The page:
The term corpectomy is derived from the Latin words corpus (body) and -ectomy (removal). The procedure typically involves accessing the cervical spine through an anterior approach, or from the front. Spinal fusion is usually necessary because of the amount of vertebral bone and/or disc material that must be removed to achieve sufficient decompression of the neural structures.
Spinal fusion involves placing bone graft or bone graft substitute between two or more affected vertebrae to promote bone growth between the vertebral bodies. The graft material acts as a binding medium and also helps maintain normal disc height – as the body heals, the vertebral bone and bone graft eventually grow together to join the vertebrae and stabilize the spine.
Nerve compression in the cervical can cause neck pain and/or pain, numbness and weakness that extends into the shoulders, arms and hands.
Degenerative spinal conditions, including herniated discs and bone spurs, are common causes of spinal nerve compression. Spinal fracture, tumor or infection also may result in pressure on the spinal nerves.
To determine whether your condition requires treatment with an anterior cervical corpectomy and fusion, your doctor will examine your spine and take your medical history, and may order an x-ray, computed tomography (CT) scan or magnetic resonance imaging (MRI) scan of your cervical vertebrae. An anterior cervical corpectomy and fusion is typically recommended only after conservative treatment methods fail. Your surgeon will take a number of factors into consideration before making this recommendation, including the condition to be treated, your age, health and lifestyle and your anticipated level of activity following surgery. Please discuss this treatment option thoroughly with your spinal care provider.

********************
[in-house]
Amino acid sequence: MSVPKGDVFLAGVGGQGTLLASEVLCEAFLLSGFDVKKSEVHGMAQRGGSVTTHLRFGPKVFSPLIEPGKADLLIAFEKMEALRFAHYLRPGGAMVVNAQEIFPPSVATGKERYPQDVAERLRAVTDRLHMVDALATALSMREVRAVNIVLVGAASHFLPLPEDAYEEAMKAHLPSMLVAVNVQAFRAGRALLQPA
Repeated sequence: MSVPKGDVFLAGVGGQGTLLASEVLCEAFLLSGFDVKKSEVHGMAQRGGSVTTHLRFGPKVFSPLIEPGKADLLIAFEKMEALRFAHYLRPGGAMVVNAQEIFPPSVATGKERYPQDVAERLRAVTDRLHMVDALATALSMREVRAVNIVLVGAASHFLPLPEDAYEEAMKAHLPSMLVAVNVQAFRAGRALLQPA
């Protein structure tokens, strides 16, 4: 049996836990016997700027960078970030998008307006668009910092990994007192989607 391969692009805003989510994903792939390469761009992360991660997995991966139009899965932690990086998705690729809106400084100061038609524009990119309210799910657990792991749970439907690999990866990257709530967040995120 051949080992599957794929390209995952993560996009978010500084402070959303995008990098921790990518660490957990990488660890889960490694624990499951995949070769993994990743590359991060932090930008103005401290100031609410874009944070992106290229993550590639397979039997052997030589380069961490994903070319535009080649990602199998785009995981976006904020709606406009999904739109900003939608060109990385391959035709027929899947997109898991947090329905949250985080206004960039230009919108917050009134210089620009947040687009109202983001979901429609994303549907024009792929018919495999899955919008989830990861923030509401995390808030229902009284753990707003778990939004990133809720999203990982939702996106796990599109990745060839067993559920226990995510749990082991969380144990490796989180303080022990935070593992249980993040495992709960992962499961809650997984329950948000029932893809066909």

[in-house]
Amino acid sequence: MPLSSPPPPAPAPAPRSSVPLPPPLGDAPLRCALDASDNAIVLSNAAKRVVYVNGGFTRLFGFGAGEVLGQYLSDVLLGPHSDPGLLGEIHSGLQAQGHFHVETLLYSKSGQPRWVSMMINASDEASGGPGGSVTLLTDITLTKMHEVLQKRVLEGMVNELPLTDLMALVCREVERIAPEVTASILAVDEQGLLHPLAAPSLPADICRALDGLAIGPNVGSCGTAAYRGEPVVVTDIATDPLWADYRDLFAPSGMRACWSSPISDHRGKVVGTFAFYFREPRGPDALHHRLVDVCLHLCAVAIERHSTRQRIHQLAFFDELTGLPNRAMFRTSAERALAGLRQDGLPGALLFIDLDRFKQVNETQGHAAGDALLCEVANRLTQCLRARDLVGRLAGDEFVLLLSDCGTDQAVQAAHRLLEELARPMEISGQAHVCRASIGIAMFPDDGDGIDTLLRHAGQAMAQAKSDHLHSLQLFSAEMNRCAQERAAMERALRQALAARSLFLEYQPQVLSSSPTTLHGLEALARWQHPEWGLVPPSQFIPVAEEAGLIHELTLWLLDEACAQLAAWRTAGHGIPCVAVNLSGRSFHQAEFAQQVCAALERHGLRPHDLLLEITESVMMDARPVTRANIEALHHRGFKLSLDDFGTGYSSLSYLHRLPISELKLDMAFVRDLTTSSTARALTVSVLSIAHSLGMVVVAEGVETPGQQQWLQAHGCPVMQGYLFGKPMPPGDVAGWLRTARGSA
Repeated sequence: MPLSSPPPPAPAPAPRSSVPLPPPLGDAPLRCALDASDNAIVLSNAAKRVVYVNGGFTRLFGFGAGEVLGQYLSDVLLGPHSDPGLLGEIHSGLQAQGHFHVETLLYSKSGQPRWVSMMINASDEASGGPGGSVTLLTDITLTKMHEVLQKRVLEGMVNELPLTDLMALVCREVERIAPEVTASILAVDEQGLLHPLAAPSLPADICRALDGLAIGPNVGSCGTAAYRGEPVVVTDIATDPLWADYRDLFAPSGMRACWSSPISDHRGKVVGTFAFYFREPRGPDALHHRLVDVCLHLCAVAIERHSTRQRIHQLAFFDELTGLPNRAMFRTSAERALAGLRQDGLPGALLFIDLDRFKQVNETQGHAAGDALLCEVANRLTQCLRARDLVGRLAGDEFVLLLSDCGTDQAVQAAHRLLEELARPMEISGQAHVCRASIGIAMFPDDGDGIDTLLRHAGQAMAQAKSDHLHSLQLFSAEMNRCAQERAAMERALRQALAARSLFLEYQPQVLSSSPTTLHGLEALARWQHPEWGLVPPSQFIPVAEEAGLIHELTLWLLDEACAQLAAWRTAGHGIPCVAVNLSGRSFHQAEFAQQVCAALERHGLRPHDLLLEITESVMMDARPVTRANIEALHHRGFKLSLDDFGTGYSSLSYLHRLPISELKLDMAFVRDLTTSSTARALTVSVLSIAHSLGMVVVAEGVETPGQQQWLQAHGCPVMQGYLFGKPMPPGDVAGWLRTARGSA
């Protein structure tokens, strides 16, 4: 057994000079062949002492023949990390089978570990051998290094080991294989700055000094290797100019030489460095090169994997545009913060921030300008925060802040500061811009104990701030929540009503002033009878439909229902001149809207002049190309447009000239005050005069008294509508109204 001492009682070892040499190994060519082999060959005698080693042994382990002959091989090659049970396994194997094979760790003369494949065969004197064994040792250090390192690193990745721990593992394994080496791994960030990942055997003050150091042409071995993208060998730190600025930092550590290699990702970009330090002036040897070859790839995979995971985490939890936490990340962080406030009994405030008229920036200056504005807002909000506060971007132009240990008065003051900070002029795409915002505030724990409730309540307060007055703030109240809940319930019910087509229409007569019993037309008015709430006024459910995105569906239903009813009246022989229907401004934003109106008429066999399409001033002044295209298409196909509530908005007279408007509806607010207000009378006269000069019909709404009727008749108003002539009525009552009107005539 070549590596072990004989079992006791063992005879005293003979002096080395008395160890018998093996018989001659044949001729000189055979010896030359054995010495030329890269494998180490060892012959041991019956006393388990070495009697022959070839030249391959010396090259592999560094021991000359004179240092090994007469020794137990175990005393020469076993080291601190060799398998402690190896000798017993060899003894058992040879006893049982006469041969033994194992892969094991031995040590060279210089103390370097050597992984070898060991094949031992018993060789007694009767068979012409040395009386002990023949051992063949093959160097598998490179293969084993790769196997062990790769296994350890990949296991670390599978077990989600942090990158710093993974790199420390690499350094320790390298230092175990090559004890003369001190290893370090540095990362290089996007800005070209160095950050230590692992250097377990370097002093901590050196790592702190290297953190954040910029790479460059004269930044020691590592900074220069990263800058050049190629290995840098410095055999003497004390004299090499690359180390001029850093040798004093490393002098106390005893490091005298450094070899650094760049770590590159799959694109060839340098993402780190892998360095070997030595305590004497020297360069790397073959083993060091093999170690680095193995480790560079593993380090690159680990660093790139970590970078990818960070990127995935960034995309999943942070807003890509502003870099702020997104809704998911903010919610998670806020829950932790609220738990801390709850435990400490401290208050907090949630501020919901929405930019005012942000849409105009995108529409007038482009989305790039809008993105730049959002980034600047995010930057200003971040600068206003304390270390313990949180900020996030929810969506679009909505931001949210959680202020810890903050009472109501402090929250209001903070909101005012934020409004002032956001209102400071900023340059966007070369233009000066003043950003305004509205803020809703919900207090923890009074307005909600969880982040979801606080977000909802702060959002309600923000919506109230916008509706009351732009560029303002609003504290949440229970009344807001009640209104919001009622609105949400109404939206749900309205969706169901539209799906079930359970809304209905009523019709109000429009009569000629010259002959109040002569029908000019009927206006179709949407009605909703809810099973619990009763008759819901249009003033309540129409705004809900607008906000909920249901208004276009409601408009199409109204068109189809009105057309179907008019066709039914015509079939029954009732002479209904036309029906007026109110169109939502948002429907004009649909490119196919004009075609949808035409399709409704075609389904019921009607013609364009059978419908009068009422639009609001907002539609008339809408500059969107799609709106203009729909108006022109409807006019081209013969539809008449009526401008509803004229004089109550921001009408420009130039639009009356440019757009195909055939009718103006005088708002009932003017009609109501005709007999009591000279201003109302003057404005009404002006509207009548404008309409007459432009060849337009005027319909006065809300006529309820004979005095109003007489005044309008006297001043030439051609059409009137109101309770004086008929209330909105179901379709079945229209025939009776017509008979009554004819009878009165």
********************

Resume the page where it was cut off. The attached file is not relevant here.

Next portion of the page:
Through an incision either to the right or left of the midline of your neck, your surgeon will:
Your surgeon will have a specific postoperative recovery plan to help you return to your normal activity level as soon as possible. Following an anterior cervical corpectomy and fusion, you may notice an immediate improvement of some or all of your symptoms; other symptoms may improve more gradually. The amount of time that you have to stay in the hospital will depend on your treatment plan. How quickly you return to work and your normal activities will depend on how well your body heals and the type of work/activity level you plan to return to.
Work closely with your spinal surgeon to determine the appropriate recovery protocol for you, and follow his or her instructions to optimize the healing process.
To determine whether you are a candidate for an anterior cervical corpectomy and fusion, please talk to your doctor.
All treatment and outcome results are specific to the individual patient. Results may vary. Complications such as infection, nerve damage, blood clots, and blood loss, along with complications associated with anesthesia, are some of the potential risks of spinal surgery. A potential risk inherent to spinal fusion is failure of the vertebral bone and graft to properly fuse, a condition that may require additional surgery.
Please consult your physician for a complete list of indications, warnings, precautions, adverse effects, clinical results and other important medical information that pertains to the anterior cervical corpectomy and fusion procedure.
Dr. Ram R. Vasudevan, MD, FAANS
Austin NeuroSpine PLLC
5300 Bee Cave Road, Building 1,
Suite 220 Austin, TX 78746
Phone: (512) 640-0010
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